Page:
World Economy

Germany Prepares Law for Foreign Takeovers

Germany Prepares Law for Foreign TakeoversGermany Prepares Law for Foreign Takeovers

The German government has said it wants to be able to intervene earlier if a non-EU investor acquires 15% of a German company. Berlin has been wary of Chinese and US investors moving to take over key tech firms.

Berlin wants to lower the threshold for intervening in future investment and takeover bids by foreign firms, according to a report published early on Tuesday, DW reported.

The new change would enable the German government to more easily review and possibly veto takeover bids of German companies that are deemed important for national security, German newspaper Welt reported.

In the future, the economy ministry would be able to intervene if an investor outside of the European Union acquires a “direct or indirect” shareholding of at least 15% in a German company, according to a draft law that was seen by Welt. Currently, Berlin can only intervene if an investor acquires a shareholding of 25%.

The changes would particularly pertain to companies involved in defense, infrastructure, or security-related technology.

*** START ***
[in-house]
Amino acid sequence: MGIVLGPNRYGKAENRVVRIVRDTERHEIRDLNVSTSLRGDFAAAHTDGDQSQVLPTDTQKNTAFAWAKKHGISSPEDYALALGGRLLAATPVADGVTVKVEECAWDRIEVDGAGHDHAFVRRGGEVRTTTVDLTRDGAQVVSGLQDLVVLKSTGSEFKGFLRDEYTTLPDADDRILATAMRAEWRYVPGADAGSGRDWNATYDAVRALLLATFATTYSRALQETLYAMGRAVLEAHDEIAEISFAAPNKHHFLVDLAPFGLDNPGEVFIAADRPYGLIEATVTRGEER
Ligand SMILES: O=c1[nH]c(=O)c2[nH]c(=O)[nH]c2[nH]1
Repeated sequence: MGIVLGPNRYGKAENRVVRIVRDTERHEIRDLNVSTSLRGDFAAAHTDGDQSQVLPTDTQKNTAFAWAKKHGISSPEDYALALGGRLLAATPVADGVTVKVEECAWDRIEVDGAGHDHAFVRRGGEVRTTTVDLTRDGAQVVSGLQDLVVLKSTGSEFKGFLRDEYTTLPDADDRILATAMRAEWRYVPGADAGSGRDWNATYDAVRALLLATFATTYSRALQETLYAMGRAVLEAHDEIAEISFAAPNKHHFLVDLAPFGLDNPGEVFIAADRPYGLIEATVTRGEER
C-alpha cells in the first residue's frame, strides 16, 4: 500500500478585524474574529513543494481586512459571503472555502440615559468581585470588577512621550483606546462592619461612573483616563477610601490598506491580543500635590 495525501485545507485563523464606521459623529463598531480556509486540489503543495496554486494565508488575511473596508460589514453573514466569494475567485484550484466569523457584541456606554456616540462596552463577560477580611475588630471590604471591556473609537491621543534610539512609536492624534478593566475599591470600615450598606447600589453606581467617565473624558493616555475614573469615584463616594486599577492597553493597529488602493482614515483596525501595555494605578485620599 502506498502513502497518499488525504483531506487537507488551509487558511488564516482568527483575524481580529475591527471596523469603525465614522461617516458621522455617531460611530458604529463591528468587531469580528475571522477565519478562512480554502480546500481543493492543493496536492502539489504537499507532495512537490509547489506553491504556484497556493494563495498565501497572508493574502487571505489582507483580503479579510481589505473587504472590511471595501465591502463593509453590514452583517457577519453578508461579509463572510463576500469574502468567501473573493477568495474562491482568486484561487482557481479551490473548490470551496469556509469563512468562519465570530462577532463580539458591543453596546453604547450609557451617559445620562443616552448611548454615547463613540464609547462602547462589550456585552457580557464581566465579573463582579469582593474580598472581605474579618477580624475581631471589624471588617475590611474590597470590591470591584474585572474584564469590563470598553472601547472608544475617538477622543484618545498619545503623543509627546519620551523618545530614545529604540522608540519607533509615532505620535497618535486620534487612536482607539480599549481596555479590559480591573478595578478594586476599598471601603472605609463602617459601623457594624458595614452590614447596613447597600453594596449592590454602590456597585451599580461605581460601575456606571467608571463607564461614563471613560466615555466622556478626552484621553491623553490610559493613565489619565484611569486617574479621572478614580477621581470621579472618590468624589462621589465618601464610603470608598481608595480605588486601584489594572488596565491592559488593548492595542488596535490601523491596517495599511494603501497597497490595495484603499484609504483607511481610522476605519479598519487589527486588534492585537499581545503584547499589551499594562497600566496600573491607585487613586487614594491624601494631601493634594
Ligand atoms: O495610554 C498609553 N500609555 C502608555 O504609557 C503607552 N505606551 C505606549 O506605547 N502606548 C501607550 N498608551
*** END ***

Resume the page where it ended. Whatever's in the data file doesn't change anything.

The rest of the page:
German Economy Minister Peter Altmaier told Welt that moving the threshold was necessary in order to better protect businesses in sectors deemed “sensitive.”

“Until now, we’ve only been able to carry out reviews when at least 25% of a company’s shares have been acquired. Now we want to lower this threshold so we can review more acquisitions in sensitive economic sectors,” he added.

“Of course we want companies to continue investing in Germany,” he told the paper. “But there’s also our responsibility to protect security interests, public order and public safety.”

The proposal would primarily target Chinese investors, with officials concerned that a recent rise in Chinese takeovers would eventually drain Germany’s industries and lead to a loss of know-how in key, high-tech fields.


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